You may already be using dataops, but don’t know

Broadly speaking, data ops improves communication between data stakeholders. It frees companies from their rapidly growing data silos. dataops is not something new. Many agile companies already adopt dataops constructs, but they may not use or be aware of the term.

Dataops can be transformative, but like any great framework, achieving success requires a few ground rules. Here are the top three must-haves for effective data ops.

1. Bet on observability in the data ops process

Observability is fundamental to the entire data ops process. It gives companies a bird’s eye view of their continuous integration and continuous delivery (CI/CD) pipelines. Without observability, your business cannot safely automate or adopt continuous delivery.

In an experienced devops environment, observation systems provide that holistic view – and that view must be accessible to all departments and incorporated into those CI/CD workflows. When you’re committed to observability, put it on the left side of your data pipeline — monitoring and tuning your communications systems before data goes into production. You should start this process by designing your database and observe your non-production systems along with the various users of that data. By doing this, you can see how well apps are handling your data — before the database goes into productionOn.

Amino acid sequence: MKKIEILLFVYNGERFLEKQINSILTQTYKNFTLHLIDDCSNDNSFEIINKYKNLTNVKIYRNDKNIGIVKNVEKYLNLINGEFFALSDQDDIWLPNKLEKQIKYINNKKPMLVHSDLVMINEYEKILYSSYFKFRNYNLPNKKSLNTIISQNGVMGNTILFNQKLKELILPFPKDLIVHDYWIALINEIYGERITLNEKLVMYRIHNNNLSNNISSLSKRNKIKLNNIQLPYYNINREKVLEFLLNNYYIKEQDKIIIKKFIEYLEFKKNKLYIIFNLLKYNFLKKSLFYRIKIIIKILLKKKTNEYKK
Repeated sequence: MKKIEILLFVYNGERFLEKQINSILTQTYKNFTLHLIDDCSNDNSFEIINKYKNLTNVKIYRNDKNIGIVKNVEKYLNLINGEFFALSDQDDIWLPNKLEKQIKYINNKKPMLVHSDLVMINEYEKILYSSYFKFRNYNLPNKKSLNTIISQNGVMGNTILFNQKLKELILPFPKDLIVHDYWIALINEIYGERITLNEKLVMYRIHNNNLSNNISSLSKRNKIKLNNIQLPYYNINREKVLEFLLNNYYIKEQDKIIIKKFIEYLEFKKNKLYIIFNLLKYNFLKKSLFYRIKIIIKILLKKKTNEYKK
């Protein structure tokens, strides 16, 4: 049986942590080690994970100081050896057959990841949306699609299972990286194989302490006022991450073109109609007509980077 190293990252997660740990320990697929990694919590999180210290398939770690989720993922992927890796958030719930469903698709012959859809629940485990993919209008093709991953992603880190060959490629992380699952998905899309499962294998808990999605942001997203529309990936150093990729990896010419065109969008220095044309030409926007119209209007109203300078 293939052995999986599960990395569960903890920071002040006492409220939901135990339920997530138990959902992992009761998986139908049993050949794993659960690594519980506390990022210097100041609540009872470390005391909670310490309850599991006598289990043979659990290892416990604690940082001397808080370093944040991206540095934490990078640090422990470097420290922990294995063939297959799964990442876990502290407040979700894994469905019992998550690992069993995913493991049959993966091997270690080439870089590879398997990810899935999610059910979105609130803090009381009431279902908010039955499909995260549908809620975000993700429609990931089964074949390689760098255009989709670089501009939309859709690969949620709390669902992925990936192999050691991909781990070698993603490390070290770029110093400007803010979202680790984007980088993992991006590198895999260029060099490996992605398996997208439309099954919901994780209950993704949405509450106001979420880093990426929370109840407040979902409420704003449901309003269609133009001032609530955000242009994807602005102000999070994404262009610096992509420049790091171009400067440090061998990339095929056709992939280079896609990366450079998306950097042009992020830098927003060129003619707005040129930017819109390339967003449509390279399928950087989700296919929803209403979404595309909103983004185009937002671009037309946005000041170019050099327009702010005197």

Monitoring tools help you stay informed and run more diagnostics. In turn, your troubleshooting recommendations will improve and help fix errors before they become problems. Monitoring gives data professionals context. But remember to abide by the “hippocratic oath” of monitoring: First, do no harm.

If your monitoring involves so much overhead that your performance is declining, you’ve crossed a line. Make sure your overhead is low, especially when adding observability. When data monitoring is seen as the foundation of observability, data professionals can ensure operations are running as expected.

2. Map your data domain